Activation Mechanism of the Streptomyces Tyrosinase Assisted by the Caddie Protein
journal contributionposted on 13.09.2017, 00:00 by Yasuyuki Matoba, Shogo Kihara, Yoshimi Muraki, Naohiko Bando, Hironari Yoshitsu, Teruo Kuroda, Miyuki Sakaguchi, Kure’e Kayama, Hulin Tai, Shun Hirota, Takashi Ogura, Masanori Sugiyama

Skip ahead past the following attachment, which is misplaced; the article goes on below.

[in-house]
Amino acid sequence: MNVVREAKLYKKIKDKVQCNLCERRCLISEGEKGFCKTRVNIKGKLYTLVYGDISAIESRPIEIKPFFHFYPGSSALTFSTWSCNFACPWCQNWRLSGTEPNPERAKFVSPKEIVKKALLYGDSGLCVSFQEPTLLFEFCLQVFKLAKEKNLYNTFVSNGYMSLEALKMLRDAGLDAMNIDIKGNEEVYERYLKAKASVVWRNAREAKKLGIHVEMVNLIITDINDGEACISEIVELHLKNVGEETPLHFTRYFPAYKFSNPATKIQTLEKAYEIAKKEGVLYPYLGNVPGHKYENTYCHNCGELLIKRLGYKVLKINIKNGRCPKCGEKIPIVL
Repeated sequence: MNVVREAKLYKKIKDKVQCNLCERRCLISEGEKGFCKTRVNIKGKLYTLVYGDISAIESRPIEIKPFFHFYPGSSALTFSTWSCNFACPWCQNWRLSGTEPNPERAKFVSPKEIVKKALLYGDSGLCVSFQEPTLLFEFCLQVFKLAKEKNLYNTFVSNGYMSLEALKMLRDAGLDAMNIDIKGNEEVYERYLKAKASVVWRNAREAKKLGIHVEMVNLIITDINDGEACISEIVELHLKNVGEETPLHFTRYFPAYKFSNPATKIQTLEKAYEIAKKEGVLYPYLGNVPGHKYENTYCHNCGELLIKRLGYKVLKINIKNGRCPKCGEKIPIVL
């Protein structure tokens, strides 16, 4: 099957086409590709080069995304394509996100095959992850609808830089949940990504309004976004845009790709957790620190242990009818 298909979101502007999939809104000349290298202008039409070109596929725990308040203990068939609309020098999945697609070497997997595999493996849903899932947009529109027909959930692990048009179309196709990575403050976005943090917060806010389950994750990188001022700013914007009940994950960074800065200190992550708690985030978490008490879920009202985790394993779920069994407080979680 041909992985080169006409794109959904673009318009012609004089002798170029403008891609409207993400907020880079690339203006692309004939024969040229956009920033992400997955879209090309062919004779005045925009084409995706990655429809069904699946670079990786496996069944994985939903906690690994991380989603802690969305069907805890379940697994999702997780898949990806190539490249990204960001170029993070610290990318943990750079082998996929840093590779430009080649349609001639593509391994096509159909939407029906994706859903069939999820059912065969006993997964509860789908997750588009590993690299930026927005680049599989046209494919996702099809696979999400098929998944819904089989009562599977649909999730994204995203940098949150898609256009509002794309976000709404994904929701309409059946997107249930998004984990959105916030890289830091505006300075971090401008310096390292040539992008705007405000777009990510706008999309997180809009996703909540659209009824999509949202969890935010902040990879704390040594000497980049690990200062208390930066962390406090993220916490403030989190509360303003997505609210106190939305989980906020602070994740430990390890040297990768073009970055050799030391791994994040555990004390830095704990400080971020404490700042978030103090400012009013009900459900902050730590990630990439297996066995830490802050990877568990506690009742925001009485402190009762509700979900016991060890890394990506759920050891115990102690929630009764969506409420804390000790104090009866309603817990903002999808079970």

Tyrosinase (EC 220.127.116.11), which possesses two copper ions at the active center, catalyzes a rate-limiting reaction of melanogenesis, that is, the conversion of a phenol to the corresponding ortho-quinone. The enzyme from the genus Streptomyces is generated as a complex with a “caddie” protein that assists the transport of two copper ions into the active center. In this complex, the Tyr98 residue in the caddie protein was found to be accommodated in the pocket of the active center of tyrosinase, probably in a manner similar to that of l-tyrosine as a genuine substrate of tyrosinase. Under physiological conditions, the addition of the copper ion to the complex releases tyrosinase from the complex, in accordance with the aggregation of the caddie protein. The release of the copper-bound tyrosinase was found to be accelerated by adding reducing agents under aerobic conditions. Mass spectroscopic analysis indicated that the Tyr98 residue was converted to a reactive quinone, and resonance Raman spectroscopic analysis indicated that the conversion occurred through the formations of μ-η2:η2-peroxo-dicopper(II) and Cu(II)-semiquinone. Electron paramagnetic resonance analysis under anaerobic conditions and Fourier transform infrared spectroscopic analysis using CO as a structural probe under anaerobic conditions indicated that the copper transportation process to the active center is a reversible event in the tyrosinase/caddie complex. Aggregation of the caddie protein, which is triggered by the conversion of the Tyr98 residue to dopaquinone, may ensure the generation of fully activated tyrosinase.